Failed password attempts against workstations or member servers that have been locked using either CTRL+ALT+DELETE or password-protected screen savers count as failed logon attempts.

Default: 0.”

As stated in the description of the setting, there is another complimentary setting that goes along with the Account lockout threshold.  This setting is the Account Lockout Duration.  The account lockout duration defines how long the account is locked out.  Typically, many organizations will set this to a period of time that is long enough to help bolster security and at the same time short enough to allow the account to unlock itself so the user can try to login again with the correct password.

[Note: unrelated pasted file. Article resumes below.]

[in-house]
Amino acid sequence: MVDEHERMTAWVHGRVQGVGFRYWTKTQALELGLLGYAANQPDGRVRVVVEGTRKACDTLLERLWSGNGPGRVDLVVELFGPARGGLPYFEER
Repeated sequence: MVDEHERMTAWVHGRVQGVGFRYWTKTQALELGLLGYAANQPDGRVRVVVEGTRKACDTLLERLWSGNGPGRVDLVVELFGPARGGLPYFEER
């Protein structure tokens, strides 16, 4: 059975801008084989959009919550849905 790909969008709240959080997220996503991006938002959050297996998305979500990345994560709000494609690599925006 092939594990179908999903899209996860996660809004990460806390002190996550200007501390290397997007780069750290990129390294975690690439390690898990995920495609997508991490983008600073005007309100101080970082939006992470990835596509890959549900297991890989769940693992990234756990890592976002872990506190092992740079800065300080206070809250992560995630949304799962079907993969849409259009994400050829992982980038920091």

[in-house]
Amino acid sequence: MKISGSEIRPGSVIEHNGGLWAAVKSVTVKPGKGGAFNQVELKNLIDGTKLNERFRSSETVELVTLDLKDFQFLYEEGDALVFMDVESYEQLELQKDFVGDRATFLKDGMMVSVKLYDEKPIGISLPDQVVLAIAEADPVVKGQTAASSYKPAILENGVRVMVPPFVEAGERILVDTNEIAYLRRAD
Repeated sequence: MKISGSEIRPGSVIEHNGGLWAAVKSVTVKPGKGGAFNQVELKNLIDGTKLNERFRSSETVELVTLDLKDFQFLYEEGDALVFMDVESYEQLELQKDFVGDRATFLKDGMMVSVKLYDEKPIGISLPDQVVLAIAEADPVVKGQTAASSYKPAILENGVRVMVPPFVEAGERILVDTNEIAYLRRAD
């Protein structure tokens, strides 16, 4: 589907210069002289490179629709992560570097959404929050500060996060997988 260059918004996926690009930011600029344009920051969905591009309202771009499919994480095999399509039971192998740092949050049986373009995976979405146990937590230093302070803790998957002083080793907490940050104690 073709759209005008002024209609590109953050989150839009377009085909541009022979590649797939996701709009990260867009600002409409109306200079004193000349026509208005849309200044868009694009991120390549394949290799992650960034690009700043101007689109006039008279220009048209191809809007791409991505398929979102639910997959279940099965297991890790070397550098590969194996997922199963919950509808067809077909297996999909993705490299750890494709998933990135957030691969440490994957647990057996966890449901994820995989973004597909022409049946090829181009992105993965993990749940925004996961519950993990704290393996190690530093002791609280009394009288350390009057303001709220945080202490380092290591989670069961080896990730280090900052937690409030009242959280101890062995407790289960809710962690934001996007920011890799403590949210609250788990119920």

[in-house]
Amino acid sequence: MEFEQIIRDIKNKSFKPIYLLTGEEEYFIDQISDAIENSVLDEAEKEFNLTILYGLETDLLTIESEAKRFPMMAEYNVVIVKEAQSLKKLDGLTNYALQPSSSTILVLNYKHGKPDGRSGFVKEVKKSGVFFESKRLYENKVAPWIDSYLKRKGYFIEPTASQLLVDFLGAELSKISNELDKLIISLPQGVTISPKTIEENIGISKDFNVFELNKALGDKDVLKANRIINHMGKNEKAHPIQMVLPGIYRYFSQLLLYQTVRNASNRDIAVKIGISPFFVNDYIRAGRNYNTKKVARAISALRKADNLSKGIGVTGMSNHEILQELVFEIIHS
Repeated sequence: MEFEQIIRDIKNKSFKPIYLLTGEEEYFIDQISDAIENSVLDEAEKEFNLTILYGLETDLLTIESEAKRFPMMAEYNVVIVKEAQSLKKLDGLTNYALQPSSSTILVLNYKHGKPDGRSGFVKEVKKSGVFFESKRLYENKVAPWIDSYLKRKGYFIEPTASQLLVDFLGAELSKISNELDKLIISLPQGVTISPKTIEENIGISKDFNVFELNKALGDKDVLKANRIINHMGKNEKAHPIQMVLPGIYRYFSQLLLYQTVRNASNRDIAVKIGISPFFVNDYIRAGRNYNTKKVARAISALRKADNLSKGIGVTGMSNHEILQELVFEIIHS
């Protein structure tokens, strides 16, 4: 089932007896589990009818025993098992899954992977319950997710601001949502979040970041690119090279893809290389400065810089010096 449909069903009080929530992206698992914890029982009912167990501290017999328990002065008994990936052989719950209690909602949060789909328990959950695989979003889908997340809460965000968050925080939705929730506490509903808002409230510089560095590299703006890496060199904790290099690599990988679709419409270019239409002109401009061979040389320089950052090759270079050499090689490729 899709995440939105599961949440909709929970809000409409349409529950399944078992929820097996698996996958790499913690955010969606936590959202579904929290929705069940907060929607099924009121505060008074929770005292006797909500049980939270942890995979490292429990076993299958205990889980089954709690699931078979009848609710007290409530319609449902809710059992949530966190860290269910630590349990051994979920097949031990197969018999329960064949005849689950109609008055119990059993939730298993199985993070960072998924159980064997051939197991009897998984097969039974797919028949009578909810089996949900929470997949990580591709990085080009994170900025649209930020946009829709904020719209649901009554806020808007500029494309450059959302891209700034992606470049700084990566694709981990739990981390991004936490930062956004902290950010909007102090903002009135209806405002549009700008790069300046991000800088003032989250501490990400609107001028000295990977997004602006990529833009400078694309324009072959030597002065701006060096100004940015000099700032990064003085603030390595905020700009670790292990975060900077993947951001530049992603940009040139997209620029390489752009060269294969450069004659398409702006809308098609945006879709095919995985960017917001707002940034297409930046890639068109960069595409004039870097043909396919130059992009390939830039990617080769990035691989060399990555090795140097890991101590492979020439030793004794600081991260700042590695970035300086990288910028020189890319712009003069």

The hope here is that an attacker would only get a few tries before the password is locked out.  Then the account is locked out long enough that it would impede any progress to try and crack the user’s password.  However, there are techniques that attackers use to successfully break into accounts such as password spraying.  This involves trying only a few passwords against a large number of accounts.  Also, databases of breached passwords provide very commonly used passwords that are often found configured on at least a few accounts in an environment. 

How to unlock Active Directory account lockouts – steps